Governmental Aerospace ProgramsThe Federal Aviation Administration, air mail, space programs and military aviation
At a recent workshop on lunar return, a critical part of the discussion focused on the need for a statement of purpose – a value proposition for the Moon. Over the years I’ve attempted to distill my rationale for lunar return (my “elevator speech” if you will) into a clearly stated and persuasive ...
April 10, 2011 | By Paul D. Spudis
Before the Japanese air attack on the U.S. Naval base at Pearl Harbor on December 7, 1941, less than one percent of all workers in American aeronautical factories were female. Just two years later, more than 475,000 women would help to manufacture aircraft for the war effort. Another 350,000 would ...
April 08, 2011 | By Rebecca Maksel
The Soyuz TMA-21 crew is scheduled to blast off for the International Space Station this evening, with NASA astronaut Ron Garan and two rookie cosmonauts, Aleksandr Samokutyayev and Andrei Borisenko, onboard, ready to begin the Expedition 27 mission.Because their trip comes close to the 50th annive...
April 04, 2011 | By Tony Reichhardt
That's what they're doing at the Royal Air Force's Brize Norton base as an adjunct to regular jump training.http://www.youtube.com/watch?v=nr81ZG-tXQU
April 01, 2011 | By Tony Reichhardt
You Can’t Always Get What You Want (but if you try some time, you might find … you get what you need)
A plan for a human mission to a near Earth object (NEO; an asteroid), designed by engineers from Georgia Tech and the National Institute for Aerospace (GT/NIA), was recently posted online. Keying in on lowering program total costs, this architecture eliminates the need for a new heavy lift launch ...
March 31, 2011 | By Paul D. Spudis
A recent article about the role of global magnetic fields in the loss of planetary volatiles caught my attention. The article addresses planetary climate issues as they relate to Earth, Mars and Venus, but what struck me was this statement:
We don't have a direct record of the sun's history, but a...
March 22, 2011 | By Paul D. Spudis
One thing I've always liked about the Russian space program is that it keeps the "human" in human spaceflight. NASA often seems more interested in technology than people. You can see it in the different feel of the international space station modules: the American, European and Japanese labs are f...
March 18, 2011 | By Tony Reichhardt
That's one interesting question that a few former space shuttle astronauts and other experts were grappling with one day in early March at the National Research Council's Keck building in downtown Washington, D.C. Around a large conference table sat NASA veterans Fred Gregory, history's first black...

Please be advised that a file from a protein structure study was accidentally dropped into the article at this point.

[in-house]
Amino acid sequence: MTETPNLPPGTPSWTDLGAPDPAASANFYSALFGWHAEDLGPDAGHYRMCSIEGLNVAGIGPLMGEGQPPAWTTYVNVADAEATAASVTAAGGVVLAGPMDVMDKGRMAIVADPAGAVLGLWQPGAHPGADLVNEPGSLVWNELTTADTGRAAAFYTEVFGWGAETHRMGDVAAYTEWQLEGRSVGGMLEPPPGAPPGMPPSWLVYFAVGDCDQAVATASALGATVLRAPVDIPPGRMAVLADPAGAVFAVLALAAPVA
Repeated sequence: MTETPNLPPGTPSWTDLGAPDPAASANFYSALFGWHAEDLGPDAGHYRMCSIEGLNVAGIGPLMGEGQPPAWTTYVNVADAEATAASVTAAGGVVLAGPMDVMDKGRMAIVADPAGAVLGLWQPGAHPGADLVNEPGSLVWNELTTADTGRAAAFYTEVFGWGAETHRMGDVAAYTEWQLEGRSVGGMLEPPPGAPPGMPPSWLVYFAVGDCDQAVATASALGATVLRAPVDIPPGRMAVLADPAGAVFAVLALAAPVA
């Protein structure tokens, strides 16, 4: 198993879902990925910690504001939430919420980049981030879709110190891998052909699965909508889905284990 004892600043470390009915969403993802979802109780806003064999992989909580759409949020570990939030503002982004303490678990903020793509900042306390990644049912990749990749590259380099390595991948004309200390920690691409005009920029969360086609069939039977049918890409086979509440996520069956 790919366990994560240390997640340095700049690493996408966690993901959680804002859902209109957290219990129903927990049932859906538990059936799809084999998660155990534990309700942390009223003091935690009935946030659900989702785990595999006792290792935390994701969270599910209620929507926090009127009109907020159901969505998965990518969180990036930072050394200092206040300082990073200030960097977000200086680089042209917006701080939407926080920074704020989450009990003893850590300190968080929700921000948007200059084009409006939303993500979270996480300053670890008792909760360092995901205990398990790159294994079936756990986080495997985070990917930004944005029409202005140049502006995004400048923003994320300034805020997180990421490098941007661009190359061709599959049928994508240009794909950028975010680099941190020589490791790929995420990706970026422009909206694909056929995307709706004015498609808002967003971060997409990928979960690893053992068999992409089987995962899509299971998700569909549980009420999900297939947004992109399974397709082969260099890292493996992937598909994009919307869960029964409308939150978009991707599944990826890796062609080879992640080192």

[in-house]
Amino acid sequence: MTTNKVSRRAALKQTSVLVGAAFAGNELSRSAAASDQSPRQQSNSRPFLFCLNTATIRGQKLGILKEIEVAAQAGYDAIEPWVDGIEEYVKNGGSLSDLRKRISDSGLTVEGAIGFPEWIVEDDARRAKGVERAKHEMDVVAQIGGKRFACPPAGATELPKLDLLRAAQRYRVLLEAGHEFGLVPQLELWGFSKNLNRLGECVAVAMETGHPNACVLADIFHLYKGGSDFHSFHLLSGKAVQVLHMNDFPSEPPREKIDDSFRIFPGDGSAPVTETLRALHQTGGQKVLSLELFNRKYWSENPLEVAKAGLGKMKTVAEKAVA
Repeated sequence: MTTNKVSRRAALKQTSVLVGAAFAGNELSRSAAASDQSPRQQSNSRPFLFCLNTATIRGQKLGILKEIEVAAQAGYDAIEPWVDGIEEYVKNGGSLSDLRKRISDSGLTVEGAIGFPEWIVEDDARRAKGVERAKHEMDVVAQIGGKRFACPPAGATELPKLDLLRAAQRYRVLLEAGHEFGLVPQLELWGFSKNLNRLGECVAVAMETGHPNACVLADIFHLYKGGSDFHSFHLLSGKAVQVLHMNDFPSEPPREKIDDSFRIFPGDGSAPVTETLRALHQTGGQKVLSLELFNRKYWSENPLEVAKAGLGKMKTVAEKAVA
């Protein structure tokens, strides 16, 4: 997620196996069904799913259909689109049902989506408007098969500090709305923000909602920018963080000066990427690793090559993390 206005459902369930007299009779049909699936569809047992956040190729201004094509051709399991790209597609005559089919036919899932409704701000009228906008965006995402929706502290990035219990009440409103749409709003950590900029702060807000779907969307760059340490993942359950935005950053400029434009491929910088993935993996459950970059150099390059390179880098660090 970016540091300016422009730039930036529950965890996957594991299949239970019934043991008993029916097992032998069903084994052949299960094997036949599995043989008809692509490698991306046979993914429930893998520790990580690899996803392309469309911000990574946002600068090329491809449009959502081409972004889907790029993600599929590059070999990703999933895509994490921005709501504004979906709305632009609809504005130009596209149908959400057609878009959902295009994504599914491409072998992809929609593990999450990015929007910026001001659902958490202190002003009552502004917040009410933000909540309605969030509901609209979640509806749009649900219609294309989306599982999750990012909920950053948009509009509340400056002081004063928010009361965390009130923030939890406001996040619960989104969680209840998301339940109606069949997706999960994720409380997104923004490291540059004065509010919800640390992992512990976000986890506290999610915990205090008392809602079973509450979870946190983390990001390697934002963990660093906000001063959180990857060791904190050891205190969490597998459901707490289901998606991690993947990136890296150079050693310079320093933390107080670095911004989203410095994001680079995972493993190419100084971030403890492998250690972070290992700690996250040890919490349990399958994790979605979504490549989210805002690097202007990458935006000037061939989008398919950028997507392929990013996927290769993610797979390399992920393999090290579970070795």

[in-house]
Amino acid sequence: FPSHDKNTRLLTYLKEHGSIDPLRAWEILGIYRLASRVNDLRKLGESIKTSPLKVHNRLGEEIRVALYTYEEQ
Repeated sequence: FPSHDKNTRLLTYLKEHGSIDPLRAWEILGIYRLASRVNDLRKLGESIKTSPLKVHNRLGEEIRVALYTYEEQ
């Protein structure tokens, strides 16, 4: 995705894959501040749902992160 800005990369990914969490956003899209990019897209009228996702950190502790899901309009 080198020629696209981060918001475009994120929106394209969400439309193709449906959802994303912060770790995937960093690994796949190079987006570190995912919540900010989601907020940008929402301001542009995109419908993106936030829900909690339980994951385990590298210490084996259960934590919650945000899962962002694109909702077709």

March 15, 2011 | By Mike Klesius
With space shuttle Discovery having just wrapped up its career, we thought you might like this account of its first flight back in 1984, as narrated by the STS-41D crew.See here for more of these shuttle home videos.
March 09, 2011 | By Tony Reichhardt
These are emotional days for the folks who work on the space shuttle, as they watch vehicles and people retire. Today was the last day on the job for Bryan Lunney, a 22-year veteran NASA flight director who also happens to be the son of legendary flight director Glynn Lunney.Here's how Bryan summed...
March 07, 2011 | By Tony Reichhardt
Amazing what you can see in a 10-inch telescope if the conditions are right. Dutch amateur astronomer Ralf Vandebergh got a picture of STS-133 astronaut Steve Bowen spacewalking outside the International Space Station last week.
March 07, 2011 | By Tony Reichhardt
On February 15, 2011 a symposium entitled “U.S. Human Spaceflight: Continuity and Stability” was held at Rice University’s James A. Baker Institute of Public Policy. Organized by George Abbey, the resident space expert at the Baker Institute, one might have suspected that it would be Shuttle-centr...
March 01, 2011 | By Paul D. Spudis
Call it a thought experiment, a way to engage the public, or an expensive waste of time.Either way, the "Message in a Bottle" task on yesterday's spacewalk outside the International Space Station was one of the more unusual chores ever by an astronaut. At the behest of the Japanese Space Agency JAX...
March 01, 2011 | By Tony Reichhardt
How B-29 crews trained to drop the bomb.
March 2011 | By Carl Posey
In orbit, it’s all about connections.
March 2011 | By Michael Klesius
The new, supersonic face of e-warfare.
March 2011 | By D.C. Agle
The Navy's first pilot and 10 more milestones.
March 2011 | By The Editors
CANCELLED: Israel's Arieh Fighter
March 2011 | By Gary Rashba
Change comes to the place where spaceflight was born.
March 2011 | By Michael Cassutt
March 2011 | By J.R. Dailey